Publications & Reports

Postpartum weight change among HIV-infected mothers by antiretroviral prophylaxis and infant feeding modality in a research setting.

Cames C, Cournil A, de Vincenzi I, Gaillard P, Meda N, Luchters S, Nduati R, Naidu K, Newell ML, Read JS, Bork K; Kesho Bora Study Group.
aInstitut de Recherche pour le Developpement (IRD), Montpellier, France bWHO, Reproductive Health and Research, Geneva, Switzerland cCentre Muraz, Bobo-Dioulasso, Burkina Faso dInternational Centre for Reproductive Health (ICRH), Mombasa, Kenya eInternati

Abstract

OBJECTIVE: To assess the relationship between infant feeding, triple-antiretroviral prophylaxis and weight from 2 weeks (baseline) to 6 months postpartum among HIV-infected mothers in a mother-to-child transmission (MTCT) of HIV-prevention trial in five sub-Saharan African sites. METHODS: HIV-infected pregnant women with CD4 cell counts of 200-500 cells/mul were counselled to choose breastfeeding to 6 months or replacement feeding from delivery. They were randomized to receive perinatal zidovudine and single-dose nevirapine or triple-antiretroviral MTCT prophylaxis until breastfeeding cessation. Mixed-effect linear models were used to compare maternal weight trajectories over time by infant feeding mode. Antiretroviral prophylaxis and BMI at baseline were examined as potential effect modifiers. RESULTS: Among 797 mothers, 620 (78%) initiated breastfeeding. Wasting (BMI <18.5) was rare at baseline (2%), whereas overweight/obesity (BMI >/= 25) was common (40%). In the model including all women, breastfeeding was not associated with weight loss up to 6 months, irrespective of baseline BMI and antiretroviral prophylaxis. Triple-antiretroviral prophylaxis was associated with weight gain among replacement-feeding mothers with baseline BMI at least 25 (+0.54 kg/month; P < 0.0001). In the model including breastfeeding mothers only, triple-antiretroviral prophylaxis was associated with weight gain among mothers with baseline BMI at least 25 who ceased breastfeeding before 3 months postpartum (+0.33 kg/month; P = 0.03). CONCLUSION: The results suggest that breastfeeding up to 6 months postpartum is not detrimental for postpartum weight among well nourished HIV-infected mothers at intermediate-disease stage. In the absence of breastfeeding or after weaning, triple-antiretroviral prophylaxis is associated with weight gain among women with high BMI, even after cessation of prophylaxis.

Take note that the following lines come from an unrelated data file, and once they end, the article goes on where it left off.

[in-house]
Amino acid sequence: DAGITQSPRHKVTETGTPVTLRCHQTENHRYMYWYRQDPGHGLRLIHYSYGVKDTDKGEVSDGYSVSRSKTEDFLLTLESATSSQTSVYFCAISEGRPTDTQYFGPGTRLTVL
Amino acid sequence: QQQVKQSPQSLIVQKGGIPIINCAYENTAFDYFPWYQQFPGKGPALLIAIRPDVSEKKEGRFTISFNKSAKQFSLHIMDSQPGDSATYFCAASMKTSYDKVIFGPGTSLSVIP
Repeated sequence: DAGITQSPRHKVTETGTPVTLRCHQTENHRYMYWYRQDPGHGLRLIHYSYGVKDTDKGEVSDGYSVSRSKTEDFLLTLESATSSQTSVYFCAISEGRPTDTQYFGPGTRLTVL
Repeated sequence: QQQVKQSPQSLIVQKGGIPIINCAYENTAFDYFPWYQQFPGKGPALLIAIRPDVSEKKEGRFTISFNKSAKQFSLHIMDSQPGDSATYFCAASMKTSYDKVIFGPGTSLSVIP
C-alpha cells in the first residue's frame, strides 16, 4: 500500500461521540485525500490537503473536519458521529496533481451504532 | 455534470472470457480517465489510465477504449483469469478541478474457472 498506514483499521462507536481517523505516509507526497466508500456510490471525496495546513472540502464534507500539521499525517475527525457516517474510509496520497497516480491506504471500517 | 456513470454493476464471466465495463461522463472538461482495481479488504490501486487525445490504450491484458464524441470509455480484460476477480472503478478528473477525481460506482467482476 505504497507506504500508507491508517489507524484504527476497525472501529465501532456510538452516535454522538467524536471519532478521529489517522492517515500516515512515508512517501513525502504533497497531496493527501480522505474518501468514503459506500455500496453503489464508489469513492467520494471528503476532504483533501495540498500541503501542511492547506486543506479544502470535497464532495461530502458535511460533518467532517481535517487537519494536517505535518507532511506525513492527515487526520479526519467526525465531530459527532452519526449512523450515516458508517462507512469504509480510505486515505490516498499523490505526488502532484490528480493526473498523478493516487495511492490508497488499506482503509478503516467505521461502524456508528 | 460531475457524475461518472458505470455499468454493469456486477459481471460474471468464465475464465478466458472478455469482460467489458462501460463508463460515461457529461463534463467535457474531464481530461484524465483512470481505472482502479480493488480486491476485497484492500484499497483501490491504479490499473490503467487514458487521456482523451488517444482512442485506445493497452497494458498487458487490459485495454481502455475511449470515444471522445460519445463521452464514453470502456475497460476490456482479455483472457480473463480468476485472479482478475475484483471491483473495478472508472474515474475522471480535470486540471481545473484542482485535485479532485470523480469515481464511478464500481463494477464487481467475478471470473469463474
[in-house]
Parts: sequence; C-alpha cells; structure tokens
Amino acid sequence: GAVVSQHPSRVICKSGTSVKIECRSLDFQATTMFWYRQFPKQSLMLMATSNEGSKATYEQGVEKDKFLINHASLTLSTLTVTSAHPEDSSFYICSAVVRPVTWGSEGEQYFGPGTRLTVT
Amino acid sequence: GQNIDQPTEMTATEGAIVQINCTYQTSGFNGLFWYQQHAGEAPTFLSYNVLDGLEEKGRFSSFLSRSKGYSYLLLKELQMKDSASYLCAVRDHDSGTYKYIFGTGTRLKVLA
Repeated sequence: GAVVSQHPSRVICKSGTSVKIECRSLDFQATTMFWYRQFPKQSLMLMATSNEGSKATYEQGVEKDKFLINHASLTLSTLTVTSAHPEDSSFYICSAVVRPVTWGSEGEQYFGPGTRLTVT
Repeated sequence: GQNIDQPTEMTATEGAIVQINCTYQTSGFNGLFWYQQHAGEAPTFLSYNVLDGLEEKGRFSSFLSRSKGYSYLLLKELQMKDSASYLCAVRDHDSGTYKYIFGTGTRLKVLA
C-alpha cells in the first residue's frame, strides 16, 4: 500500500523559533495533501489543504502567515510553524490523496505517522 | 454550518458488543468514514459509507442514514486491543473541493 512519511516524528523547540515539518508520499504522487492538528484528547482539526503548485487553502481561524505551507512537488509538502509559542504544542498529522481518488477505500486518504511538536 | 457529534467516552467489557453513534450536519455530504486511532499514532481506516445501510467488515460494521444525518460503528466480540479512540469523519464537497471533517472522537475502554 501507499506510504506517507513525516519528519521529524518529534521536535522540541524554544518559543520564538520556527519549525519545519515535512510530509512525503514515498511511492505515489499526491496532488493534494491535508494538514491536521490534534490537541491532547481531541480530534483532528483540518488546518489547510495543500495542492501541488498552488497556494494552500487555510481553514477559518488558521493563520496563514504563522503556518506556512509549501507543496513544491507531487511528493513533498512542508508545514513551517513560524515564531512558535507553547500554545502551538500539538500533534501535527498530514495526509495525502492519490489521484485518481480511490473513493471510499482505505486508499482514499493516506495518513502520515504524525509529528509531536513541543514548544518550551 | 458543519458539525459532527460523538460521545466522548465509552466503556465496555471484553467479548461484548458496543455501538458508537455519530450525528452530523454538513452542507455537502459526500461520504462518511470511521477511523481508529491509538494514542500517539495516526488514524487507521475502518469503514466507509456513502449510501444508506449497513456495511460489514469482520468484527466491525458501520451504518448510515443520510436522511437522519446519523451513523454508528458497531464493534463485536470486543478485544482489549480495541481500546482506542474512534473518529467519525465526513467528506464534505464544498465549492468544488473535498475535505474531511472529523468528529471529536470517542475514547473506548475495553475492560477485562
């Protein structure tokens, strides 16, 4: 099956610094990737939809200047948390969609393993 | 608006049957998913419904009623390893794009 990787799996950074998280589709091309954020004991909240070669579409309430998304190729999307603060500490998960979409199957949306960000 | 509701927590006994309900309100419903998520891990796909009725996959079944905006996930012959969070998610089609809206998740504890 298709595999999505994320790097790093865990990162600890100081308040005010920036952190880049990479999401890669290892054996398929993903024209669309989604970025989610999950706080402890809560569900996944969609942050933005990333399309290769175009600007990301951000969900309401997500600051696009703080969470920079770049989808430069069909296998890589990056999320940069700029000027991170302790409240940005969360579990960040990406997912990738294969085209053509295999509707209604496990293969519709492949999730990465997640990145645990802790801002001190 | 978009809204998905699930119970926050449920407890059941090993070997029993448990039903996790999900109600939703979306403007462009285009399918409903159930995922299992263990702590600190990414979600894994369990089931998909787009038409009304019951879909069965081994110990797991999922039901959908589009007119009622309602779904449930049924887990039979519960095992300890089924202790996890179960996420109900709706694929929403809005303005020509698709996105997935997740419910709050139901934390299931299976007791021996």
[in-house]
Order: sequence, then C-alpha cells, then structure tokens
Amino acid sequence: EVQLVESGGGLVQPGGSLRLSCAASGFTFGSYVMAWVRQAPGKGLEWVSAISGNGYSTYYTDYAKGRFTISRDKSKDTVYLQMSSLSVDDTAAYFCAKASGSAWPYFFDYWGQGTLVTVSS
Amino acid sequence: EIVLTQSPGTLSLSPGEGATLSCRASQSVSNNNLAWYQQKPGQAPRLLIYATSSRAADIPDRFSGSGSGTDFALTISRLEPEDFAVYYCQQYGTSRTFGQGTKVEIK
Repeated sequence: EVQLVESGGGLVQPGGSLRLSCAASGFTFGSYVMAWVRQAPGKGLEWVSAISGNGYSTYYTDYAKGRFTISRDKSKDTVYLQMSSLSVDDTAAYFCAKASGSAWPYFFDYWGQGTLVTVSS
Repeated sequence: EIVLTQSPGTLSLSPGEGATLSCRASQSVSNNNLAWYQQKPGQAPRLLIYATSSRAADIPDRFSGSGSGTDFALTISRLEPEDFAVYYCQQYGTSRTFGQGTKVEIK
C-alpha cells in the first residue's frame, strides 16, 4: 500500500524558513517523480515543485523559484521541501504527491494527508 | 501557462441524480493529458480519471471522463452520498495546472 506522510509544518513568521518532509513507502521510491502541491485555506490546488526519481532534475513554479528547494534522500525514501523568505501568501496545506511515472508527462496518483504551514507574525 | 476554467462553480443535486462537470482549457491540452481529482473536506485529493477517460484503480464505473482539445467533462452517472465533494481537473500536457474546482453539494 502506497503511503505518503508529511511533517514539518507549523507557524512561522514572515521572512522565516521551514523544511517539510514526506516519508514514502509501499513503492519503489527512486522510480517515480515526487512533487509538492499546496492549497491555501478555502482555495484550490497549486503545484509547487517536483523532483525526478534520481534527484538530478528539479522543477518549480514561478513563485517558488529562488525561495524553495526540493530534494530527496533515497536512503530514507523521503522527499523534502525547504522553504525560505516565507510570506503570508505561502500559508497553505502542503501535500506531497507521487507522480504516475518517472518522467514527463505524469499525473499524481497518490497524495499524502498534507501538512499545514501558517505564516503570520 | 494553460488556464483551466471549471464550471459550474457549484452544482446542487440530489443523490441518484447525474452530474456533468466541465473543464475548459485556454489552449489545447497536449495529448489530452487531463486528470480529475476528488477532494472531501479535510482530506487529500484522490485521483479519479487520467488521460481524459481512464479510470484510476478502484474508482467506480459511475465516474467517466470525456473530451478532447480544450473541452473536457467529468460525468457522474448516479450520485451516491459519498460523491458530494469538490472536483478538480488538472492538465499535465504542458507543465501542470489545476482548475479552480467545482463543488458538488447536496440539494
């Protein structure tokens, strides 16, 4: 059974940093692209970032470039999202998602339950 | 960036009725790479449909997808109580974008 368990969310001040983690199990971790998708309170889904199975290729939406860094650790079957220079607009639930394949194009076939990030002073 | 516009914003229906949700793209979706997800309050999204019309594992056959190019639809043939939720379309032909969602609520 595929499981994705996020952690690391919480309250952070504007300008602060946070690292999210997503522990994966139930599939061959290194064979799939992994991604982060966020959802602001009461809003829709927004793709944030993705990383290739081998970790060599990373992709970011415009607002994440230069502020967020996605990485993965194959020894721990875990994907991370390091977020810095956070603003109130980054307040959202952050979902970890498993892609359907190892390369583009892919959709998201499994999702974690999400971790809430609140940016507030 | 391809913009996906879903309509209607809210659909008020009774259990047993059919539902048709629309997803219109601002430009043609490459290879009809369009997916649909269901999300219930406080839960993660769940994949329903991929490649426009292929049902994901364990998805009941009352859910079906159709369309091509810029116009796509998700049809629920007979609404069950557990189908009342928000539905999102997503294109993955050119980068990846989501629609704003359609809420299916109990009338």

Full text of this article is available at the publisher’s web site at:

http://journals.lww.com/aidsonline/pages/articleviewer.aspx?year=2014&issue=01020&article=00010&type=abstract

Publication

  • Journal: AIDS
  • Published: 02/01/2014
  • Volume: 28
  • Issue: 1
  • Pagination: 85-94